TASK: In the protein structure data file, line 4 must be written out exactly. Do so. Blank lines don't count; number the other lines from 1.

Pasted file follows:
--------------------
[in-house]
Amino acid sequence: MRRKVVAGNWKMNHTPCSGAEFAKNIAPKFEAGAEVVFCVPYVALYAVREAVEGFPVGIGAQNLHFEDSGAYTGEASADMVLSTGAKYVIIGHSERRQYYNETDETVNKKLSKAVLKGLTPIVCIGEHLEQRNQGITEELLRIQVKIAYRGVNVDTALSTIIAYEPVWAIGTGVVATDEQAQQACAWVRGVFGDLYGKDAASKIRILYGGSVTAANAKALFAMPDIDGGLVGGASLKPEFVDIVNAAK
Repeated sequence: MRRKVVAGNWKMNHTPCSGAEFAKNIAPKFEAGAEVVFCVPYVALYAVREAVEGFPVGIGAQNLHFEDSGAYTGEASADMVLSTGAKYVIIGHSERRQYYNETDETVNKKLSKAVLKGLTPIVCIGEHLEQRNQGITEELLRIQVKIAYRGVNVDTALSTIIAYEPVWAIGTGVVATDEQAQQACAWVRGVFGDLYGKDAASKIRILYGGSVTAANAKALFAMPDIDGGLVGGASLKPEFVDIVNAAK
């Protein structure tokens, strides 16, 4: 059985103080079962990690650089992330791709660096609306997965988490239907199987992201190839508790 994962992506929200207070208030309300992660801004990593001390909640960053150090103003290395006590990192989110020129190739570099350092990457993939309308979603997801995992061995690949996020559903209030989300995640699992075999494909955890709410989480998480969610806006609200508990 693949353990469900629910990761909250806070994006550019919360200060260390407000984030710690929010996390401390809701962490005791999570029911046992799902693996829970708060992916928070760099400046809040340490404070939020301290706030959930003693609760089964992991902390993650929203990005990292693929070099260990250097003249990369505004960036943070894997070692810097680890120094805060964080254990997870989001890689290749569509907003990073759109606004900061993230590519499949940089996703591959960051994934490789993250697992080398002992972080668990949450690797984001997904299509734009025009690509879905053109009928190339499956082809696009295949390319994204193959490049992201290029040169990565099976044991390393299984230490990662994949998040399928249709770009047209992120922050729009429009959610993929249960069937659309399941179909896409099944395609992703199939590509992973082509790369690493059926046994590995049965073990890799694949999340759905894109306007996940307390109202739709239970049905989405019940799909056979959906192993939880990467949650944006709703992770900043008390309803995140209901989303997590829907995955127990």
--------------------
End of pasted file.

């Protein structure tokens, strides 16, 4: 059985103080079962990690650089992330791709660096609306997965988490239907199987992201190839508790 994962992506929200207070208030309300992660801004990593001390909640960053150090103003290395006590990192989110020129190739570099350092990457993939309308979603997801995992061995690949996020559903209030989300995640699992075999494909955890709410989480998480969610806006609200508990 693949353990469900629910990761909250806070994006550019919360200060260390407000984030710690929010996390401390809701962490005791999570029911046992799902693996829970708060992916928070760099400046809040340490404070939020301290706030959930003693609760089964992991902390993650929203990005990292693929070099260990250097003249990369505004960036943070894997070692810097680890120094805060964080254990997870989001890689290749569509907003990073759109606004900061993230590519499949940089996703591959960051994934490789993250697992080398002992972080668990949450690797984001997904299509734009025009690509879905053109009928190339499956082809696009295949390319994204193959490049992201290029040169990565099976044991390393299984230490990662994949998040399928249709770009047209992120922050729009429009959610993929249960069937659309399941179909896409099944395609992703199939590509992973082509790369690493059926046994590995049965073990890799694949999340759905894109306007996940307390109202739709239970049905989405019940799909056979959906192993939880990467949650944006709703992770900043008390309803995140209901989303997590829907995955127990």